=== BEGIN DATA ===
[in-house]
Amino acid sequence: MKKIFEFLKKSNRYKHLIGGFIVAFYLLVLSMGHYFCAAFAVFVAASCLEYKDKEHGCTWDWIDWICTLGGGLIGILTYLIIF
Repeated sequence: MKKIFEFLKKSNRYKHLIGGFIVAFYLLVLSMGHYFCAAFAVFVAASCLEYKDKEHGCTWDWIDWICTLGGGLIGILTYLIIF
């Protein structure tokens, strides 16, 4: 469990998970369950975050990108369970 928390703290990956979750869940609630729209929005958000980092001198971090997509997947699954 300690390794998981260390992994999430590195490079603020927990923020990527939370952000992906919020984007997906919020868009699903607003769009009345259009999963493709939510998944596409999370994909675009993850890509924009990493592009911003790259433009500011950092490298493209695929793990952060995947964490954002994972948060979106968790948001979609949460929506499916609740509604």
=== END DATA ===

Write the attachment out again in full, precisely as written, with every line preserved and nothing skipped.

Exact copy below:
[in-house]
Amino acid sequence: MKKIFEFLKKSNRYKHLIGGFIVAFYLLVLSMGHYFCAAFAVFVAASCLEYKDKEHGCTWDWIDWICTLGGGLIGILTYLIIF
Repeated sequence: MKKIFEFLKKSNRYKHLIGGFIVAFYLLVLSMGHYFCAAFAVFVAASCLEYKDKEHGCTWDWIDWICTLGGGLIGILTYLIIF
């Protein structure tokens, strides 16, 4: 469990998970369950975050990108369970 928390703290990956979750869940609630729209929005958000980092001198971090997509997947699954 300690390794998981260390992994999430590195490079603020927990923020990527939370952000992906919020984007997906919020868009699903607003769009009345259009999963493709939510998944596409999370994909675009993850890509924009990493592009911003790259433009500011950092490298493209695929793990952060995947964490954002994972948060979106968790948001979609949460929506499916609740509604």